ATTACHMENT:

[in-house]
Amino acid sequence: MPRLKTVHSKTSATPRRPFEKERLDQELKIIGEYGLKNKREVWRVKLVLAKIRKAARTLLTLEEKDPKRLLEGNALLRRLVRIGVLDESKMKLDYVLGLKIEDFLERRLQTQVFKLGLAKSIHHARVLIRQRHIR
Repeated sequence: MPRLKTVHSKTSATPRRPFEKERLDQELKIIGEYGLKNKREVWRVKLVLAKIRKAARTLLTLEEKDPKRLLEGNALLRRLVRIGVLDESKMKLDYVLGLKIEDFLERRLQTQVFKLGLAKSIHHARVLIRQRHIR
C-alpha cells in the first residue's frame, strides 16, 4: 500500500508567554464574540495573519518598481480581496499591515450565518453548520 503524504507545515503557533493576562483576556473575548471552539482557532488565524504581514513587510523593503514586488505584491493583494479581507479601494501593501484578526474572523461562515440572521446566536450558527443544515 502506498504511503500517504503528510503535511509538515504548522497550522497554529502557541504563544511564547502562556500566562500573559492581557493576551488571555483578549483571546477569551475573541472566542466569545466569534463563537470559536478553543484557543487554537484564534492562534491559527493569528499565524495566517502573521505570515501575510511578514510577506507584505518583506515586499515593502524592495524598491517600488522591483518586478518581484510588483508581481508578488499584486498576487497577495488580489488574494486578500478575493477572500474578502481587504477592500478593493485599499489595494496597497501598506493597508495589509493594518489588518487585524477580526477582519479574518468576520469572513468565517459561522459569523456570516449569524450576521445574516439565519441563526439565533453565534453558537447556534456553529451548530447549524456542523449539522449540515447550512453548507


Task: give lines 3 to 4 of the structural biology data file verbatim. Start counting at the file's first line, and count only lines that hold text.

Repeated sequence: MPRLKTVHSKTSATPRRPFEKERLDQELKIIGEYGLKNKREVWRVKLVLAKIRKAARTLLTLEEKDPKRLLEGNALLRRLVRIGVLDESKMKLDYVLGLKIEDFLERRLQTQVFKLGLAKSIHHARVLIRQRHIR
C-alpha cells in the first residue's frame, strides 16, 4: 500500500508567554464574540495573519518598481480581496499591515450565518453548520 503524504507545515503557533493576562483576556473575548471552539482557532488565524504581514513587510523593503514586488505584491493583494479581507479601494501593501484578526474572523461562515440572521446566536450558527443544515 502506498504511503500517504503528510503535511509538515504548522497550522497554529502557541504563544511564547502562556500566562500573559492581557493576551488571555483578549483571546477569551475573541472566542466569545466569534463563537470559536478553543484557543487554537484564534492562534491559527493569528499565524495566517502573521505570515501575510511578514510577506507584505518583506515586499515593502524592495524598491517600488522591483518586478518581484510588483508581481508578488499584486498576487497577495488580489488574494486578500478575493477572500474578502481587504477592500478593493485599499489595494496597497501598506493597508495589509493594518489588518487585524477580526477582519479574518468576520469572513468565517459561522459569523456570516449569524450576521445574516439565519441563526439565533453565534453558537447556534456553529451548530447549524456542523449539522449540515447550512453548507